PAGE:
Skip to main content

Big Mean Mike written by Michelle Knudsen, illustrated by Scott Magoon

Big Mean Mike by Michelle Knudsen and illustrated by Scott Magoon takes a pretty common premise - the tough guy who might not be that tough - and has fun with it. Big Mean Mike reminds me of a cartoon I loved as a kid and still adore, the Looney Toons masterpiece, Feed the Kitty with Marc Anthony, the vicious bulldog and the tiny kitten he adores. Knudsen and Magoon have a ton of fun with this premise and go out of their way to show us just how big and mean Mike is, from his bark, to his spiked collar and his big bad car and brand new combat boots, this is clearly a dog you do not mess with.

Then, when going to put his new boots in the trunk, Mike discovers something next to the "big, tough spare tire." It's a "tiny, fuzzy bunny" who blinks up at him sleepily. And I am sorry, but I could not find an image of Magoon's bunny that does justice to just how darn cute it is in the book. Take my word for it when I tell you that Magoon draws his bunnies in an entirely different style from the rest of the book and they pop off the page with fluffy cuteness! Really!

How Mike handles the bunnies, who seem to increase like Tribbles, popping up is various places in his big, mean car, is hilarious, but the best part is when Mike gives in to their adorableness and they find away to be big and mean and cute and fluffy together!

BIG MEAN MIKE. Text copyright © 2012 by Michelle Knudsen. Illustrations copyright © 2012 by Scott Magoon. Reproduced by permission of the publisher, Candlewick Press, Somerville, MA.

Source: Review Copy from Publisher

Some other things Michelle Knudsen has done...

The Library Lion, illustrated by the wonderful Kevin Hawkes

And some other things Scott Magoon has been up to...

Mostly Mosnterly by Tammi Sauer.

If Waffles Were Like Boys by Charice Mericle Harper

Spoon by Amy Krouse Rosenthal and the follow-up, Chopsticks.


Popular posts from this blog

Made by Dad: 67 Blueprints for Making Cool Stuff - Projects You Can Build For (and With) Kids! by Scott Bedford

On his personal website, Scott Bedforddescribes himself as an "Award Winning Online Creative Professional" working within the advertising and design industry. What is more interesting (and applicable here) is how hisWhat I Made website came to be. While sitting in a Starbucks with his restless young sons, trying to enjoy his latte, Bedford created something out of coffee stir sticks that ended up keeping his boys entertained, finishing his coffee in peace and sparking (re-sparking, really) his creative drive and reminding him of the "enormous joy gained from making things, even simple things, and that this joy is not the complexity or quality of the finished project but in the process of making itself. On Bedford'sWhat I Made website, he even shares Six Cool Coffee Shop Crafts for Kidsthat you can try out next time you want to enjoy your coffee and your kids are making that difficult. I've shared two below - be sure to check out the website and see the rest!


POP-UP: Everything You Need to Know to Create Your Own Pop-Up Book, paper engineering by Ruth Wickings, illustrations by Frances Castle RL: All ages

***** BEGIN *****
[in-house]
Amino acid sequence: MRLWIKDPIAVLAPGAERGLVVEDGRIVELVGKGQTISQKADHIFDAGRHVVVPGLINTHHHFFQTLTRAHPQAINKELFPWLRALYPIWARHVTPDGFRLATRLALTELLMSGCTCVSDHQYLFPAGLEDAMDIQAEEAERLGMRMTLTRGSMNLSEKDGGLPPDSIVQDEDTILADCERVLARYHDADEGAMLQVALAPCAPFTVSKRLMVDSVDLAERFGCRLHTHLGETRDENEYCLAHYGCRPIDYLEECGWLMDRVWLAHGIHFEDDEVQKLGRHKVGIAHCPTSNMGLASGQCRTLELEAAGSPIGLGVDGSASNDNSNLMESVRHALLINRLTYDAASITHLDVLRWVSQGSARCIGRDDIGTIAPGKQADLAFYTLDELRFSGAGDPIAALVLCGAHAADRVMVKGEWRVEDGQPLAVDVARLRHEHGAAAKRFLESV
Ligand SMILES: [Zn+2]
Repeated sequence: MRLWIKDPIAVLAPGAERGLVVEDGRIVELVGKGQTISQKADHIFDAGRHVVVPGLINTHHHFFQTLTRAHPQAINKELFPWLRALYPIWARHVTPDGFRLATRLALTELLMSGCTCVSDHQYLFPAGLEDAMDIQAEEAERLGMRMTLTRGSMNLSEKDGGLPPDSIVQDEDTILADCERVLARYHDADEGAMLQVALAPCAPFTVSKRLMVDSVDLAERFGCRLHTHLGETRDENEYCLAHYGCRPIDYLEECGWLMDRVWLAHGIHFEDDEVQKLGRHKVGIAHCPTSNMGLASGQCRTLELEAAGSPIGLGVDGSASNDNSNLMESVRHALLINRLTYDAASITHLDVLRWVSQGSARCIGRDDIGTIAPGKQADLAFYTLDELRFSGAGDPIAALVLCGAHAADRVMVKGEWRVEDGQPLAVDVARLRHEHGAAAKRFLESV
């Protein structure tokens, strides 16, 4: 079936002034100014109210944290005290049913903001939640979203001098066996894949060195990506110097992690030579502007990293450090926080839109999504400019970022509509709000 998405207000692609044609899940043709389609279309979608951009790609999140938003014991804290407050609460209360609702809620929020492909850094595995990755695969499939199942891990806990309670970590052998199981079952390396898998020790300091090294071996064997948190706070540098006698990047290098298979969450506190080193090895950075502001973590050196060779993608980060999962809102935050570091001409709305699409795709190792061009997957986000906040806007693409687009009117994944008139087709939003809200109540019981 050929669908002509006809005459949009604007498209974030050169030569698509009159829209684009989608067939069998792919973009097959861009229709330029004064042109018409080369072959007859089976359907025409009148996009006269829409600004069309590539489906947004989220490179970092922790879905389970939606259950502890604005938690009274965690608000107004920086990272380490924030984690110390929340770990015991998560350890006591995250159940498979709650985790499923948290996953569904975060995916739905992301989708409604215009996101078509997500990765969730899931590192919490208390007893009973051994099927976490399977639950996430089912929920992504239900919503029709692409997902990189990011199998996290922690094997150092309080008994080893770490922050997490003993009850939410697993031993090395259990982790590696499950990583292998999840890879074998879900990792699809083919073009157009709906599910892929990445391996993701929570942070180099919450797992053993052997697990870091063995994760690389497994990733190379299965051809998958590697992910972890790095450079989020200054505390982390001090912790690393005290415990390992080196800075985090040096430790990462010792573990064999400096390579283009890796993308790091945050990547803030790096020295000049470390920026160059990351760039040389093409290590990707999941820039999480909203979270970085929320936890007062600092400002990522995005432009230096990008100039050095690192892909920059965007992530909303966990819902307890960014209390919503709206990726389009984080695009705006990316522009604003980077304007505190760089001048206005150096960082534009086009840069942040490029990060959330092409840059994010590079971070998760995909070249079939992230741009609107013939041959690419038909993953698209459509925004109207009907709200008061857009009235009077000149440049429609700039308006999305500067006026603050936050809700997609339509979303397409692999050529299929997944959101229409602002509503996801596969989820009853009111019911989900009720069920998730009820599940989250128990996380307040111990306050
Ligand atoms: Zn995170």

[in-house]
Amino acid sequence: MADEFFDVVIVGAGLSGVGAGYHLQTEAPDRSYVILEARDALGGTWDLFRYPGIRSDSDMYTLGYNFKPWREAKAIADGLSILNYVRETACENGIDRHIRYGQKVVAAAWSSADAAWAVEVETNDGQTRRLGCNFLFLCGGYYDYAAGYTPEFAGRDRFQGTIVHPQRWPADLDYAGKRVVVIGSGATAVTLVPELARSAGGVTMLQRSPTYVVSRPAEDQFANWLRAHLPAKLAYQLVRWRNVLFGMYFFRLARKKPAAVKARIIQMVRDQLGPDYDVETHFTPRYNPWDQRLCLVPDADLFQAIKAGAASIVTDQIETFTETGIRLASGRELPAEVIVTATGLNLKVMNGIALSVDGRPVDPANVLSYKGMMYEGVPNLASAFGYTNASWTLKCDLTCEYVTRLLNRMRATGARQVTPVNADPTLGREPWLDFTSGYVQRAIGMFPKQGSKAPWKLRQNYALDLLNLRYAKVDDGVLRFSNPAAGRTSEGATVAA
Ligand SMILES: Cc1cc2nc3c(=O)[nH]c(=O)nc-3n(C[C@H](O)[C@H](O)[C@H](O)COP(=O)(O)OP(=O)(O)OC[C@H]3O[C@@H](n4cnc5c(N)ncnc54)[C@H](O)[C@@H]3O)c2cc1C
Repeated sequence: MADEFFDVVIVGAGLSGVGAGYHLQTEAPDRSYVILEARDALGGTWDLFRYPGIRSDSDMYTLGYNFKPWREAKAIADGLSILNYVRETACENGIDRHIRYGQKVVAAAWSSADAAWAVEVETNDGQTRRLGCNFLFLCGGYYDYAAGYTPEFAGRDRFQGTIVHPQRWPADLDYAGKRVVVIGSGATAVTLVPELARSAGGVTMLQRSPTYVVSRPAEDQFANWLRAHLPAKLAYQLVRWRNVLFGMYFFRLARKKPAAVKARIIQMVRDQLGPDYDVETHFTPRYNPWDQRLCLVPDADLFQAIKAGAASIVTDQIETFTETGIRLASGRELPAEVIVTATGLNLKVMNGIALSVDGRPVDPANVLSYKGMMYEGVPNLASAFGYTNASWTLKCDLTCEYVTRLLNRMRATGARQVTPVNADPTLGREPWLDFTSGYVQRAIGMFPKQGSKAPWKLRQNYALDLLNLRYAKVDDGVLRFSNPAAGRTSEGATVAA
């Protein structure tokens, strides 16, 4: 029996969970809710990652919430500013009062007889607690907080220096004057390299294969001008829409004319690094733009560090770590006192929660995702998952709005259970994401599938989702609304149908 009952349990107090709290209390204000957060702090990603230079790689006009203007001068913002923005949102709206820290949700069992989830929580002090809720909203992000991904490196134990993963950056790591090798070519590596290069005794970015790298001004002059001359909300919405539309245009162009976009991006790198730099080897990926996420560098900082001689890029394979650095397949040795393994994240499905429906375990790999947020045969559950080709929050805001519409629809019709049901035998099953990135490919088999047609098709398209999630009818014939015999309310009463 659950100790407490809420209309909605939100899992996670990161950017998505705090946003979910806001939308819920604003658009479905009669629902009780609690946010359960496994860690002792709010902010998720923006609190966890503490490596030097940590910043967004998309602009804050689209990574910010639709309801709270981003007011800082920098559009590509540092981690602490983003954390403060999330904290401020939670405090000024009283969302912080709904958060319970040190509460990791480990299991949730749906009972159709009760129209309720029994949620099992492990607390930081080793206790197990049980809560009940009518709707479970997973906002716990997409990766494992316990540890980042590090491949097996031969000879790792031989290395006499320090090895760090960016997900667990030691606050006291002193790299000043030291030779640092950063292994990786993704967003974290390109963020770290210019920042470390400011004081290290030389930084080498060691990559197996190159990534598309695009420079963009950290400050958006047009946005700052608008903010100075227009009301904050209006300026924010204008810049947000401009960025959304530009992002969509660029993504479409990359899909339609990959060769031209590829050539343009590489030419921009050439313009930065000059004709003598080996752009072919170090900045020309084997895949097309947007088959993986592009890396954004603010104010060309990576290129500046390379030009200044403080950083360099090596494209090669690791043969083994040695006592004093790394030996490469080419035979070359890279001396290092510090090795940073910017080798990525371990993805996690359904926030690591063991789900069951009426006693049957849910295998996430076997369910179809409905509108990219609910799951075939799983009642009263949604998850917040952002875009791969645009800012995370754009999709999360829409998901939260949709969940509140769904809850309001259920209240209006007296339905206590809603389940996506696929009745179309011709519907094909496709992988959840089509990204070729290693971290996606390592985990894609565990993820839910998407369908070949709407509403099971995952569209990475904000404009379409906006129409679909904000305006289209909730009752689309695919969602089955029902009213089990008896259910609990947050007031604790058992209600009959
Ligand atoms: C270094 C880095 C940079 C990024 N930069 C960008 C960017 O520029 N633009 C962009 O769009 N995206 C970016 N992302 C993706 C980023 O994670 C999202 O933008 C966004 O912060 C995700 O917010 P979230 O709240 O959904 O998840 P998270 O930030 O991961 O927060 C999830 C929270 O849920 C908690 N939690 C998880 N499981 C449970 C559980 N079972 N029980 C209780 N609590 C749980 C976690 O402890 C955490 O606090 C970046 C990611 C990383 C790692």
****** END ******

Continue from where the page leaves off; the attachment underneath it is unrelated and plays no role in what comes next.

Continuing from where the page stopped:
POP-UP:  Everything You Need to Know to Create Your Own Pop-Up Book with paper engineering by Ruth Wickings and illustrations by Frances Castle is THE COOLEST BOOK EVER!!!  I know that I haven't dedicated much time to pop-up books here, but they have always held a special place in my heart, and the phrase "paper engineering" is a favorite of mine. Although I didn't know what it was at the time, I did go through a paper engineering phase when I was ten or so. I would sneak off to the back of the classroom during independent work periods and go to town on the construction paper and glue and make these little free-standing dioramas. A huge fan of The Muppet Show (the original), I reconstructed the all-baby orchestra from an episode, drawing and coloring each baby and his/her instrument then gluing them onto a 3D orchestra section I had crafted out of brown construction paper.  I also made a 3D version of Snidely Whiplash throwing Nell off a cliff with Dudley Do-Right wa…

The Seeing Stick, written by Jane Yolen, illustrated by Daniela J Terrazini

The Seeing Stick is an original Chinese fairy tale written by the prolific (and prolifically award winning) Jane Yolen. First published in 1977 with illustrations by Remy Charlip (author and illustrator of the brilliantly fun picture book Fortunately and friend and muse to Brian Selznick, who asked him to pose as George Méliès while he was working on the Caldecott winning The Invention of Hugo CabretThe Seeing Stick was reissued with new illustrations by Daniela J. Terrazini in 2009. I have not seen Charlip's version, but Terrazini's is a beautiful work of art and the book itself is yet another magnificently packaged book published by Running Press, the house that brought us Steven Arntson's The Wikkeling, yet another superbly and uniquely packaged children's book with artwork by Terrazini. Interestingly, both The Wikkeling and The Seeing Stick were designed by Frances J Soo Ping Chow.

The Seeing Stick begins, "Once in the ancient walled citadel of Peking there l…